The arts serve as the primary signature of a culture, carrying our individual and collective images and ideas from one generation to another. The arts are a distinctive way of understanding and give purpose to learning; they provide tools for interpreting life's experiences. For children specifically, the arts develop a child's identity and sense of self-worth. The integrity of a Visual Arts curriculum depends on its diversity, integration, and exploration of creative problem solving. Art education encourages a student to affect his/ her environment. The whole child as an artist is guided to share his/her feelings and impact others while encouraging self-discipline. Art is a vehicle for knowing and understanding the world and our heritage. It is active experiential learning in a meaningful context. So as you can see, Art is an essential part of the IPA curriculum.
Component outcomes and suggested activities are based on six Design Elements: Line, Color, Shape and Form, Texture, Space, and Value; and seven Design Principles: Unity, Balance, Rhythm, Repetition, Variety, Emphasis, and Proportion. These are the foundations of the IPA Art Department and are revisited in all other art classes.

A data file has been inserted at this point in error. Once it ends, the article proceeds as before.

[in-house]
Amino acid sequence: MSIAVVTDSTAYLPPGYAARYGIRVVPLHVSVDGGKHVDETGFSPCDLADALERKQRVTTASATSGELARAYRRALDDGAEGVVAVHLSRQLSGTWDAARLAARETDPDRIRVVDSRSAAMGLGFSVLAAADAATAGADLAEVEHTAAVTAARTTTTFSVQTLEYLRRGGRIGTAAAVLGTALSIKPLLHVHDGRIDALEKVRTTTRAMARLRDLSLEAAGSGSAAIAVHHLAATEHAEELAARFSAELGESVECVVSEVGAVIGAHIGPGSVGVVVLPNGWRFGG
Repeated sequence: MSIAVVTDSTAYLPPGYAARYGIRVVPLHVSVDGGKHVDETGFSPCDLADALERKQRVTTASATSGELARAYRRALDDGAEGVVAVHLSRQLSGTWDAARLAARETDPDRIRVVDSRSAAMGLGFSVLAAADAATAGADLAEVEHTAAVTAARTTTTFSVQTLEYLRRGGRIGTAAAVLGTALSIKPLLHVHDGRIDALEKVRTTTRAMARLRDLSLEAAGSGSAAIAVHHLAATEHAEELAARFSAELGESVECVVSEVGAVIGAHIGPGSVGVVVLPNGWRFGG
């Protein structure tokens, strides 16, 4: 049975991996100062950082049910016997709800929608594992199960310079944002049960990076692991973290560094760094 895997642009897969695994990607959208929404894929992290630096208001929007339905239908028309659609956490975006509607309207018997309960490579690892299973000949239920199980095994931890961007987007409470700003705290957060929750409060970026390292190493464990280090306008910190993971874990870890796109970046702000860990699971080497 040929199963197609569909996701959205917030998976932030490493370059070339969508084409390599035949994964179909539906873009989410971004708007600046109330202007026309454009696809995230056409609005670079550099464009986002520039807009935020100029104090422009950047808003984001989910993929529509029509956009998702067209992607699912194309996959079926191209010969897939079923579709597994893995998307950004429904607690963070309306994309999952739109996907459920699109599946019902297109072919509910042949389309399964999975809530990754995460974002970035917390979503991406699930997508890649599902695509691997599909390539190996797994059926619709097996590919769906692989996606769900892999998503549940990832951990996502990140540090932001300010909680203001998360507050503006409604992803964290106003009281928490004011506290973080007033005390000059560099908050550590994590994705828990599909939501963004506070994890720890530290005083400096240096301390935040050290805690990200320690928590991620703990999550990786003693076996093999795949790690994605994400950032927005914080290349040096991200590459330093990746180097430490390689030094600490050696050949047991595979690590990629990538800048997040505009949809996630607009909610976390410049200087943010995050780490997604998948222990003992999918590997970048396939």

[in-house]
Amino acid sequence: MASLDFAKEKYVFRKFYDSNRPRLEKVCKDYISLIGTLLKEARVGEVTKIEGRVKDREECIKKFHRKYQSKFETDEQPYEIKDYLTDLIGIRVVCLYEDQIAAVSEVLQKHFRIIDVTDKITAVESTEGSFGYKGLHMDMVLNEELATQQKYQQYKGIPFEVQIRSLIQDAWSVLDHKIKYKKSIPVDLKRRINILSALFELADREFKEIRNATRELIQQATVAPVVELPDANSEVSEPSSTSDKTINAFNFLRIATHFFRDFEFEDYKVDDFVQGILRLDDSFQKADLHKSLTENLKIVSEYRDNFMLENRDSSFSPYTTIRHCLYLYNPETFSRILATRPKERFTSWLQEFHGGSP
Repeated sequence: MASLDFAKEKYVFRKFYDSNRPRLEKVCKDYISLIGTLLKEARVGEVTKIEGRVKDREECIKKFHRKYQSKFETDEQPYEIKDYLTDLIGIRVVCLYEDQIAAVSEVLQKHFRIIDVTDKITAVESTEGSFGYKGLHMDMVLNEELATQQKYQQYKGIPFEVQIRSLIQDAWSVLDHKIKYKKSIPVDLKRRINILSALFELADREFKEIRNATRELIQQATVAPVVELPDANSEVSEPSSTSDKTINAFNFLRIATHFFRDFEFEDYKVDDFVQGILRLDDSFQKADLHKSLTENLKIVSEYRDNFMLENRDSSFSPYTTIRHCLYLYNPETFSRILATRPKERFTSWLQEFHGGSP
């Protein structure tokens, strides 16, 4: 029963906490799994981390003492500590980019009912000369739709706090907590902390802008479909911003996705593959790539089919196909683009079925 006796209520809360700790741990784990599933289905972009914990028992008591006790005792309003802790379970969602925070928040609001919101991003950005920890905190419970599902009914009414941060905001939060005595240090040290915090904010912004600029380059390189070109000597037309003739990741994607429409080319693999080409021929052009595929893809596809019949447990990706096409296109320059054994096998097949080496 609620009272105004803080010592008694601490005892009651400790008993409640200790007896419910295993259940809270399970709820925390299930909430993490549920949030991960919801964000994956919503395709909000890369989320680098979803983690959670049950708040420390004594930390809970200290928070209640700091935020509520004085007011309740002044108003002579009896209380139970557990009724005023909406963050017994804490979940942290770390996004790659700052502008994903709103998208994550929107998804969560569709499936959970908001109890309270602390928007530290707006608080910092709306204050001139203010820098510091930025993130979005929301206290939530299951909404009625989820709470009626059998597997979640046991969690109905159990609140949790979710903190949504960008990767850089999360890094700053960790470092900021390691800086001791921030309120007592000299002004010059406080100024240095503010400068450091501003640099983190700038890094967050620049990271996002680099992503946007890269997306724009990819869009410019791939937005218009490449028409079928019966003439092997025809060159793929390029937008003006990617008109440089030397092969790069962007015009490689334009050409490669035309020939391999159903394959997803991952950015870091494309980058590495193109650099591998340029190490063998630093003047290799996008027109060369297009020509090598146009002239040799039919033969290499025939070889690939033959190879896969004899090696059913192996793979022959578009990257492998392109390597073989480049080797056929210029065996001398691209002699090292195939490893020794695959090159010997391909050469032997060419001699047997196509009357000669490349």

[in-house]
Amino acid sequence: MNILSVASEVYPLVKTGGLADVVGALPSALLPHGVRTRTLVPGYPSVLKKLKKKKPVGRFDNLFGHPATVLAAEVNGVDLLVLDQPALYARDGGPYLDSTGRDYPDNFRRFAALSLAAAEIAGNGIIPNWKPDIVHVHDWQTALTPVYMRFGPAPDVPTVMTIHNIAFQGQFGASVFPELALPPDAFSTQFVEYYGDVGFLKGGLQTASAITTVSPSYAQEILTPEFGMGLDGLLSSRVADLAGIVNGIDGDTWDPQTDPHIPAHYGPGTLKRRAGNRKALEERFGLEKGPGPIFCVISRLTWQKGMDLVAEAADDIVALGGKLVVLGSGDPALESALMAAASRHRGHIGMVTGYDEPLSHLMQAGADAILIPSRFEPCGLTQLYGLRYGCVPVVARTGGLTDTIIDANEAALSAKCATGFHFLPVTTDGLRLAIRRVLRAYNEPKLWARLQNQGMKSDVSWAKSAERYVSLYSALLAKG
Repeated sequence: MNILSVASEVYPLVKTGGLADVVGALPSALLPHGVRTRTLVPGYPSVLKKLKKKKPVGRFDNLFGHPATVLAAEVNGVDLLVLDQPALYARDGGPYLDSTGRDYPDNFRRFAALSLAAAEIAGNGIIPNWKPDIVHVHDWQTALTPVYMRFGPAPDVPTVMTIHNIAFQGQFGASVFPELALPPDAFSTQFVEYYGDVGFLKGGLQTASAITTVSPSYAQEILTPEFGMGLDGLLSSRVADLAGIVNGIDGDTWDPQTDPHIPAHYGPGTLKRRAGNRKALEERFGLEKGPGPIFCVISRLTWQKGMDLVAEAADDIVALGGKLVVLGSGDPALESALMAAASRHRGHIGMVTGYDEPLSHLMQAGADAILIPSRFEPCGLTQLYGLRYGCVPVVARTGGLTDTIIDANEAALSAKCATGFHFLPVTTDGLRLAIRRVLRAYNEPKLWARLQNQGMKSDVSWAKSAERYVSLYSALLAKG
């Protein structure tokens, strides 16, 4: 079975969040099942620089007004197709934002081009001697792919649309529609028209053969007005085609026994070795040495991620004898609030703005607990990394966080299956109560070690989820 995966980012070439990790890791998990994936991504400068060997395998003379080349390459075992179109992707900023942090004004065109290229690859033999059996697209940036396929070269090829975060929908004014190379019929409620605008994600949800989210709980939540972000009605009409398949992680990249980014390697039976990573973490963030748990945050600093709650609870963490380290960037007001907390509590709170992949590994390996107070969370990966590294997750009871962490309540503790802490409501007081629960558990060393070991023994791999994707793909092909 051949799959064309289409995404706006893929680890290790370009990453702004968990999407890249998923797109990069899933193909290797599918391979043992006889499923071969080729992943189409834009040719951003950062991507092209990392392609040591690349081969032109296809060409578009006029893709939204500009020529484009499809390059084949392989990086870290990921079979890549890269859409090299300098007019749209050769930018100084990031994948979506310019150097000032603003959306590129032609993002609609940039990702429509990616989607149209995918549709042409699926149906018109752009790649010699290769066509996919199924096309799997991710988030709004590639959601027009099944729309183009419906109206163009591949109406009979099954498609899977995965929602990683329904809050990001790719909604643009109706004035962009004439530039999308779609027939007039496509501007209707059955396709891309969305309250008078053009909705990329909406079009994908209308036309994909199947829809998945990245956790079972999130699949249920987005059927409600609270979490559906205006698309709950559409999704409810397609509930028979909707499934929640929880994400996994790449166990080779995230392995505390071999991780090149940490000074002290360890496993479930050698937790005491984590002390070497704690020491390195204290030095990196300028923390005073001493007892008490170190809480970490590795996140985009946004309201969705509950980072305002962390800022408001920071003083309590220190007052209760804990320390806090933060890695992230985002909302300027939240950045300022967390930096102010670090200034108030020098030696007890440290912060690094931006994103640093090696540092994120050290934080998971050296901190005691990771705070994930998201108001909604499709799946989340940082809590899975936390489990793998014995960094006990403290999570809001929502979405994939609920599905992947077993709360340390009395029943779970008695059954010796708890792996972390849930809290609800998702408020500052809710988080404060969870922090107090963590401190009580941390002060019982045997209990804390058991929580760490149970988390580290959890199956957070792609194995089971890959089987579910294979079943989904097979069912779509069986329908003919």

Angi Aldrich, IPA's Art Teacher, focuses the students' attention on giving back, recycling, and the “what if” factor. We have been involved with several community projects and plan to continue our community service efforts. Students learn how to create something from out of the "oddities." Not only because of tight budgets, but because it's earth friendly. The students also are encouraged to pursue their inquisitiveness about art. Art teachers do not have all the answers; through art education, we will explore the answers together.